James Ishmael Ford’s
If You’re Lucky Your Heart Will Break: Field Notes from a Zen Life
By Catherine Senghas
This book “had” me already at the title. Perhaps you have heard the oft-quoted story wherein a Zen master holds up a glass and says that he sees this glass as already broken, and thus enjoys it incredibly and appreciates its preciousness all the more. For many this story helps fend off the tendency to put precious things away, to “save” them. If only we looked at our lives in this way—so temporary, so fragile, so essential that they be savored! Ford’s book is his recounting of his experience of Zen Buddhism, that others might be led to discover its relevance for their own lives.
James Ford is both an ordained Soto Zen priest and a Unitarian Universalist minister. As a Zen priest he serves as a guiding teacher of the Boundless Way Zen network of which he is the founding abbot, and as a Unitarian Universalist minister he currently serves a congregation in Providence, Rhode Island. This book is a deep sharing of the meandering through a personal life with continuing pointers to the universal.
In the introduction Ford explains how it was and who he was as he came to Zen, the nature of the institutionalized Zen he came to, and why he continues to engage. Ford describes a personal spiritual journey that has unfurled through an ongoing series of encounters with different teachers and traditions, in much the same way that what he calls Western Zen continues to evolve through encounters of both individuals and traditions.
As he sees it, the future of Western Buddhism is rich and it is getting richer as practitioners reach across the traditional ethnic divides into which the Dharma has arrived in the West and continues to be carried forward. Don’t skip the introduction, so crucial to framing these “field notes.”
The book is divided into three parts. In the first, the author uses koans, traditional Zen teaching stories, interwoven with stories from his own life to illustrate the meaning of and means to “awakening,” a term he prefers to “enlightenment” which has a more singular momentary semantic and perhaps doesn’t fully express the expanded human consciousness already available to anyone willing to commit to this spiritual practice. In this more awakened state, with this liberating shift in consciousness, the individual is far more receptive to the learning possible in each moment—learning about the world, and about oneself. This part of the book captures so well the nature of this shift and the fullness it brings to personal experience. Simply awakening.
The second part reads more like a gentle bouncing between “how-to” and “why” grounded in stories again from Ford’s direct experience as well as from advice he’s received from various teachers about starting a Zen practice. We learn about ways to begin shikantaza practice (“just sitting”) and about koan study, in which Ford is trained in the Harada-Yasutani tradition. Koan study follows a prescribed curriculum under the direct guidance of an authorized teacher, whereby the Zen student explores a series of stories, mostly of encounters between Zen masters or the masters and their students. Each koan has some central insight for the student to realize, which sometimes takes a significant amount of introspection. Ford’s personal anecdotes reveal how varying the different forms of practice and teachers’ styles can be, as well as the importance of attending to one’s personal experience of one’s own practice.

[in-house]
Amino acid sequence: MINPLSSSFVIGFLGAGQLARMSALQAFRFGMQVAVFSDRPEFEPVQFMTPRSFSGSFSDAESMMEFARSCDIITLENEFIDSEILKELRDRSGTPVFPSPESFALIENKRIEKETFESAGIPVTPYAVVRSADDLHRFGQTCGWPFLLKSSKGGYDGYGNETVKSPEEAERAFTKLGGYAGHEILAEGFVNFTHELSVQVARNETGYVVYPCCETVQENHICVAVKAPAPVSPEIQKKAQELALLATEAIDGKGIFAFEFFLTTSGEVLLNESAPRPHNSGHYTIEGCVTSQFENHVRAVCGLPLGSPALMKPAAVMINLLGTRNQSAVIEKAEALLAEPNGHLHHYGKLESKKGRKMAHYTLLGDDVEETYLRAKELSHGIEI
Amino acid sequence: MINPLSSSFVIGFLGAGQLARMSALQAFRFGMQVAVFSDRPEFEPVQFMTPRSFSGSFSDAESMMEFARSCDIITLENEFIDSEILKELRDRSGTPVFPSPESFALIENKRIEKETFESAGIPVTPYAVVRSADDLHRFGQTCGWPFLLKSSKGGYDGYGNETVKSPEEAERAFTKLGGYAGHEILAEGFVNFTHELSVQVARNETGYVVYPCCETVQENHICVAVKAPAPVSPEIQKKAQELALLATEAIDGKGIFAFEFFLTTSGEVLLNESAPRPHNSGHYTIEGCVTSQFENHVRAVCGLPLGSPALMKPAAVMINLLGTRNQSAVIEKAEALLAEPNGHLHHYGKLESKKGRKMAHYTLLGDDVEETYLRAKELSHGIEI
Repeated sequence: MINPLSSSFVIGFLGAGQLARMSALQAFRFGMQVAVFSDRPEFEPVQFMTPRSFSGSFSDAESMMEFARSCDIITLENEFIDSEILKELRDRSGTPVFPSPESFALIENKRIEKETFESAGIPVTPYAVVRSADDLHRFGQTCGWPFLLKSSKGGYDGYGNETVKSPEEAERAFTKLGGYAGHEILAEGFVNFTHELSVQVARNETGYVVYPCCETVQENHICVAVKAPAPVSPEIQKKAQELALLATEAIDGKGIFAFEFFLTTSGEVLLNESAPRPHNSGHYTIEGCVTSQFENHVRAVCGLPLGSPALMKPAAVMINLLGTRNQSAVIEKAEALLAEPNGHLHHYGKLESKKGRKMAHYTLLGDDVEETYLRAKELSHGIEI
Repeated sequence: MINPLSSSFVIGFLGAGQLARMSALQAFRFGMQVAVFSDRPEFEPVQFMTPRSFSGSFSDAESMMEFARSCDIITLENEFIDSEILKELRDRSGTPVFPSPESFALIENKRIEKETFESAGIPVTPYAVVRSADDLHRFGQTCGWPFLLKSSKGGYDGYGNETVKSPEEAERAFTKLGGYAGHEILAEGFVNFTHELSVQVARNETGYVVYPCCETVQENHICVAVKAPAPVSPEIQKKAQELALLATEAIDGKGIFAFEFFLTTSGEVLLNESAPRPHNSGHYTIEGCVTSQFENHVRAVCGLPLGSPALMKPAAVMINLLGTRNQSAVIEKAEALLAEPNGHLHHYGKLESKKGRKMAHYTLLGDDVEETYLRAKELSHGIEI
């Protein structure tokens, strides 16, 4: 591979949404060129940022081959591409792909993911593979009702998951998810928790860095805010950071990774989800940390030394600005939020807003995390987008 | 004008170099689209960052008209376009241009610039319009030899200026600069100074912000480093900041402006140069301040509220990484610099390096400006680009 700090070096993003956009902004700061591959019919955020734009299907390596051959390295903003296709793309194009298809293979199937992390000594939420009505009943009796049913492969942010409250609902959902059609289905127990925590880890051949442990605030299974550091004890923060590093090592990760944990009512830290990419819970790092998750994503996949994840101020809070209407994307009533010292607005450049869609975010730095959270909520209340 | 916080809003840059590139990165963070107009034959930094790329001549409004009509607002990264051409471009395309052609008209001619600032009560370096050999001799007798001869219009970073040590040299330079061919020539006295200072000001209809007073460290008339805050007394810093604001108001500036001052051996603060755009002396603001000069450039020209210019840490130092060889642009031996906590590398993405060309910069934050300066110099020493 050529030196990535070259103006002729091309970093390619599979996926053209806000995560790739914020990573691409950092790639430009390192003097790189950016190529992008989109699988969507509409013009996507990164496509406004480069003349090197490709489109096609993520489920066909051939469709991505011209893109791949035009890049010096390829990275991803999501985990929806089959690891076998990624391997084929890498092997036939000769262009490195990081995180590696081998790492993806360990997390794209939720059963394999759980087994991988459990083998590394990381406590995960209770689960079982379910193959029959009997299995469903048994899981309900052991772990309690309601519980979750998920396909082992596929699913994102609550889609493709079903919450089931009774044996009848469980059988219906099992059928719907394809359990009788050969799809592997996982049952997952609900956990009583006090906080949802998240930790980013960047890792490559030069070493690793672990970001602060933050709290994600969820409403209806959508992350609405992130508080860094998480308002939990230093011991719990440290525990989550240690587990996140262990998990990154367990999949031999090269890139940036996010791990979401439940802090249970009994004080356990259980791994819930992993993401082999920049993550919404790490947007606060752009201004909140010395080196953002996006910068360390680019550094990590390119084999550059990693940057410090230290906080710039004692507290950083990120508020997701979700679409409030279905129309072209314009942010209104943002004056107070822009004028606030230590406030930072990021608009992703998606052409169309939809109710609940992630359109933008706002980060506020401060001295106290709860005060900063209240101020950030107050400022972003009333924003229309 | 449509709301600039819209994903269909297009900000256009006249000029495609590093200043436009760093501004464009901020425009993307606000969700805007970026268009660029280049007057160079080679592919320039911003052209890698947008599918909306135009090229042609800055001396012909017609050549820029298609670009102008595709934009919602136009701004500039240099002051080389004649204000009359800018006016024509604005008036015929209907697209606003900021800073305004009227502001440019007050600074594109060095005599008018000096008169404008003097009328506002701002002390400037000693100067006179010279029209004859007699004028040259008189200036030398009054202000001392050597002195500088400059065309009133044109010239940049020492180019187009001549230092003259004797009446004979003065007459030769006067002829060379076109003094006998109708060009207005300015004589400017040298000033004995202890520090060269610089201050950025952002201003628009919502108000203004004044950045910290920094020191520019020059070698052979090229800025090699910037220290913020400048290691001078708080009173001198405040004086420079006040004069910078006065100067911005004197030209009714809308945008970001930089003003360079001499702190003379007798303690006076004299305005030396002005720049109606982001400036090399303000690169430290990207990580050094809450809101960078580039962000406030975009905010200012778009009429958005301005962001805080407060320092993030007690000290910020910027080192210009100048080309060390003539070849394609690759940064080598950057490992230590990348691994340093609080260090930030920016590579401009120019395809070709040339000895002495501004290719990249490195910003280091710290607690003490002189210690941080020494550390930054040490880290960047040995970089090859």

In the book’s third part Ford presents an array of areas of our lives that might be ordered by a Zen perspective, and perhaps thereby lived more authentically. He discusses liberal views on the classical Buddhist topics of karma and rebirth, as well as other shifts such as toward more lay practice and the inclusion of women. Ford describes the wrestling of orthodox and classical views with current scholarly analysis, the interface with other religious precepts, and his own personal perspective. It is a rich discussion of contemporary Western Zen, through a personal practical lens. He enumerates moral codes not only Buddhist, but also others, illustrating their universality, and then fleshes out some of the basic Buddhist precepts in their interwoven pragmatic, psychological and spiritual dimensions.
Because I know James Ford personally, as a teacher both in the Zen realm and during a year of my Unitarian Universalist ministerial formation as an intern, I hear his voice as I read this pouring out of observation, advice, and perspective. I hear in it the objective invitation of the Zen teacher—“take it or leave it.” But its form is most useful as both introduction to and revisiting of this spiritual practice that has changed my own life over the last decade. I highly recommend this book to you whether you are beginner or bodhisattva.
I’ll close with the quote Ford uses to open the book, just after the page dedicating the book to his wife Jan. This Zen verse is often chanted as the evening gatha at retreats and hangs on the wall of my own study:
Let me respectfully remind you: Life and death are of supreme importance. Time swiftly passes by and opportunity is lost. Each of us should strive to awaken… awaken! Take heed! Do not squander your life.
The Rev. Catherine Senghas is the Senior Minister and Executive Director at the UU Urban Ministry, Roxbury, Massachusetts, and a member of the Board of the Unitarian Universalist Buddhist Fellowship. This review first appeared in the Summer, 2012 edition of UU Sangha.